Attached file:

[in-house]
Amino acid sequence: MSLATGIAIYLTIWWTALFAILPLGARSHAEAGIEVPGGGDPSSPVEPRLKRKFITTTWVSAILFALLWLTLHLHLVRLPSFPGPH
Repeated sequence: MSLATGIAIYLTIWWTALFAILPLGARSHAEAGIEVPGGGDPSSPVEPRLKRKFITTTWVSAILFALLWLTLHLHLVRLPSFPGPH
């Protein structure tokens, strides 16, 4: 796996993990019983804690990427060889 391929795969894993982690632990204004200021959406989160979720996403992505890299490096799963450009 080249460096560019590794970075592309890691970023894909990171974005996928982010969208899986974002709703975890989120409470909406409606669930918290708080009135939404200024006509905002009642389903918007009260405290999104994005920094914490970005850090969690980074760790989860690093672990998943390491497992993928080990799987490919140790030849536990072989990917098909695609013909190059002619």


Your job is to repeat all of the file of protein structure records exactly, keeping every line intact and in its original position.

[in-house]
Amino acid sequence: MSLATGIAIYLTIWWTALFAILPLGARSHAEAGIEVPGGGDPSSPVEPRLKRKFITTTWVSAILFALLWLTLHLHLVRLPSFPGPH
Repeated sequence: MSLATGIAIYLTIWWTALFAILPLGARSHAEAGIEVPGGGDPSSPVEPRLKRKFITTTWVSAILFALLWLTLHLHLVRLPSFPGPH
């Protein structure tokens, strides 16, 4: 796996993990019983804690990427060889 391929795969894993982690632990204004200021959406989160979720996403992505890299490096799963450009 080249460096560019590794970075592309890691970023894909990171974005996928982010969208899986974002709703975890989120409470909406409606669930918290708080009135939404200024006509905002009642389903918007009260405290999104994005920094914490970005850090969690980074760790989860690093672990998943390491497992993928080990799987490919140790030849536990072989990917098909695609013909190059002619």